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Listen, We Need to TalkHow to Change Attitudes about LGBT Rights$
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Brian F. Harrison and Melissa R. Michelson

Print publication date: 2017

Print ISBN-13: 9780190654740

Published to Oxford Scholarship Online: March 2017

DOI: 10.1093/acprof:oso/9780190654740.001.0001

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PRINTED FROM OXFORD SCHOLARSHIP ONLINE (www.oxfordscholarship.com). (c) Copyright Oxford University Press, 2019. All Rights Reserved. An individual user may print out a PDF of a single chapter of a monograph in OSO for personal use. date: 18 October 2019

It Does Matter If You’re Black or White (or Brown)

It Does Matter If You’re Black or White (or Brown)

Ethnoracial Identity Priming

Chapter:
(p.85) 5 It Does Matter If You’re Black or White (or Brown)
Source:
Listen, We Need to Talk
Author(s):

Brian F. Harrison

Melissa R. Michelson

Publisher:
Oxford University Press
DOI:10.1093/acprof:oso/9780190654740.003.0005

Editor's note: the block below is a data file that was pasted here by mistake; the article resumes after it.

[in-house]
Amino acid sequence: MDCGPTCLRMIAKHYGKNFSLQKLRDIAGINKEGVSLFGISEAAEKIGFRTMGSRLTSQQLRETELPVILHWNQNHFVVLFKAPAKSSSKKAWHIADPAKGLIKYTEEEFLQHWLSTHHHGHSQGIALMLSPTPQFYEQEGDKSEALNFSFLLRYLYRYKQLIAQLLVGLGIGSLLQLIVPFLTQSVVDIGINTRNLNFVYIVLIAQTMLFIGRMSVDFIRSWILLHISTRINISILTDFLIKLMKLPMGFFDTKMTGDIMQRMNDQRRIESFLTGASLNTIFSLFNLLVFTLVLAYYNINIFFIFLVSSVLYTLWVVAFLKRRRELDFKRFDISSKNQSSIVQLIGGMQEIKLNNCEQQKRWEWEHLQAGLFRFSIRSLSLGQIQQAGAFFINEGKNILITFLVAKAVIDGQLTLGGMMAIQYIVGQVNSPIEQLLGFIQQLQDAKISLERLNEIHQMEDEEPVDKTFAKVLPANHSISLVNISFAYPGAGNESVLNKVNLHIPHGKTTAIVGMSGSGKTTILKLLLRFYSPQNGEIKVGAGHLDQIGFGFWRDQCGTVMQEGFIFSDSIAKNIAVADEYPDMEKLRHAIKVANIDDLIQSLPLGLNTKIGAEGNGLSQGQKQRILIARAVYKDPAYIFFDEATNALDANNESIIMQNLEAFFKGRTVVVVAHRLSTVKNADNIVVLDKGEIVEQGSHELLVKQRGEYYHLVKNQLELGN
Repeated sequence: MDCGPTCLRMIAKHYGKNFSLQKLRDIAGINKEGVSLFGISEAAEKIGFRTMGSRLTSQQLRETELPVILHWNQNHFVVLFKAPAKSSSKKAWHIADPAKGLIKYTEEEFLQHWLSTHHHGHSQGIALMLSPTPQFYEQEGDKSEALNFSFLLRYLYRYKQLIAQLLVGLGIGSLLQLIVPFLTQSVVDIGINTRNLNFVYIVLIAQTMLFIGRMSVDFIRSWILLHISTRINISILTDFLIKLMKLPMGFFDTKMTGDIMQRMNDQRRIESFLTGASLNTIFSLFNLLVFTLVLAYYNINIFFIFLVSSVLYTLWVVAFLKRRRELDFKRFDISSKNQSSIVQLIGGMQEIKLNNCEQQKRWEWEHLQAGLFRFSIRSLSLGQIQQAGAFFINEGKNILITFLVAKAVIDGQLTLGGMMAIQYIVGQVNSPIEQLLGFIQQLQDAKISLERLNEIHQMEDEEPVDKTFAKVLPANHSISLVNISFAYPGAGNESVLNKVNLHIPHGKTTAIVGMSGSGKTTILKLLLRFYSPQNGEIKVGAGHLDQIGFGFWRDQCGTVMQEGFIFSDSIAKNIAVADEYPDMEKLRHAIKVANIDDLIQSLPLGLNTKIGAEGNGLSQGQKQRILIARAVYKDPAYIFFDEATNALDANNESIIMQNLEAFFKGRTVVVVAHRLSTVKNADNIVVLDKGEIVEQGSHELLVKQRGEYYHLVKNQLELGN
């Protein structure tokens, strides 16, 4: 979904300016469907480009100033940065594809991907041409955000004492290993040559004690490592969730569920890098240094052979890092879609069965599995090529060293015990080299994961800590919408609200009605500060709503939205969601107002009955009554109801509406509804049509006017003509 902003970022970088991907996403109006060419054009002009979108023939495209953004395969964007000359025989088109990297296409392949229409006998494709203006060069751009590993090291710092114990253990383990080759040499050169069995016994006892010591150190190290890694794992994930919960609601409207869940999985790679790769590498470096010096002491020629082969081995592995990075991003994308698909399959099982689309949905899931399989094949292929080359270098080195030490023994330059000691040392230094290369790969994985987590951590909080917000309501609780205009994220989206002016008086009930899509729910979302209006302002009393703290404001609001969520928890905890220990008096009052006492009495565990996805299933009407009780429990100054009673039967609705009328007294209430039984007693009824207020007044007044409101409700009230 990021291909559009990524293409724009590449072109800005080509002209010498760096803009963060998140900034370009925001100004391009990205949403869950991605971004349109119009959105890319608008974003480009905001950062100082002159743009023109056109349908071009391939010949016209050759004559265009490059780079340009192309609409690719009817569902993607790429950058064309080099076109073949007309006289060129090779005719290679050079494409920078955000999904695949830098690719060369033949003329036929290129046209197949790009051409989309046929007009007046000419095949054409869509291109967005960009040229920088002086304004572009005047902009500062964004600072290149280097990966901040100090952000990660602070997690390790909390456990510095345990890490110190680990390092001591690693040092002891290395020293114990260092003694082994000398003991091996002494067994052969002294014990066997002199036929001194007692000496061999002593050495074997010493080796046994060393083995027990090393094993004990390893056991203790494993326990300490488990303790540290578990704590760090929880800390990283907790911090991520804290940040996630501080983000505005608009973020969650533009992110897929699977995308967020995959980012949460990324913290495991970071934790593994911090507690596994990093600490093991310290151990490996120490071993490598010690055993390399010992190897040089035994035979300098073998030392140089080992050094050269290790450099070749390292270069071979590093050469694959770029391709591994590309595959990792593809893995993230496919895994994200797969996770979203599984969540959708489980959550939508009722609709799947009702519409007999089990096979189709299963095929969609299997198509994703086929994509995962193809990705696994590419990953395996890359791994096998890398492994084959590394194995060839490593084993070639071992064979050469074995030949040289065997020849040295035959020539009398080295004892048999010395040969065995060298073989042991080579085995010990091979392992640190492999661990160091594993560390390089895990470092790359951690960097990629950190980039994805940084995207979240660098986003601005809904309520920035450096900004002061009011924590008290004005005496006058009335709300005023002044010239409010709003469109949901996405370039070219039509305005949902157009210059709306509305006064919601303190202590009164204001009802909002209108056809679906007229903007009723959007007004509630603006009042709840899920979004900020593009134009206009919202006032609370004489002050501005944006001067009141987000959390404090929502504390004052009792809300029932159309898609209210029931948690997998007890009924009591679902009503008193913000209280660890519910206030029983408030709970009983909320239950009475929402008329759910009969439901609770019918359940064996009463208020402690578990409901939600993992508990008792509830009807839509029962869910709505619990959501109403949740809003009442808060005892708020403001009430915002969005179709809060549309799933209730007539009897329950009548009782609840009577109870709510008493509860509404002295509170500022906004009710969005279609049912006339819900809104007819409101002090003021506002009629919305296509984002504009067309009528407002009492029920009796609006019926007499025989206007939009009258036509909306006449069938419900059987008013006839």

Chapter 5 focuses on support for LGBT rights among Blacks and Latinos. In a May 2015 Pew survey, 59% of non-Latino whites (Anglos) and 56% of Latinos said that they support marriage equality but only 41% of Blacks agreed. Whites, Latinos, and Blacks have all become more supportive over time but support has not increased equally or at the same rate. This chapter describes four experiments, two with each ethnoracial group, testing the power of in-group primes, using same-race interviewers or ethnoracial in-group elite cues to deliver counter-stereotypical messages about marriage equality. The results of two randomized field experiments with Black respondents support the Theory of Dissonant Identity Priming; experiments with Latino respondents also support the theory, although to a lesser degree that reflects the weaker elite primes available.

Keywords:   same-race interviewer, African American, Black, Latino, Dolores Huerta, President Barack Obama, LGBT rights, marriage equality, same-sex marriage, Coretta Scott King

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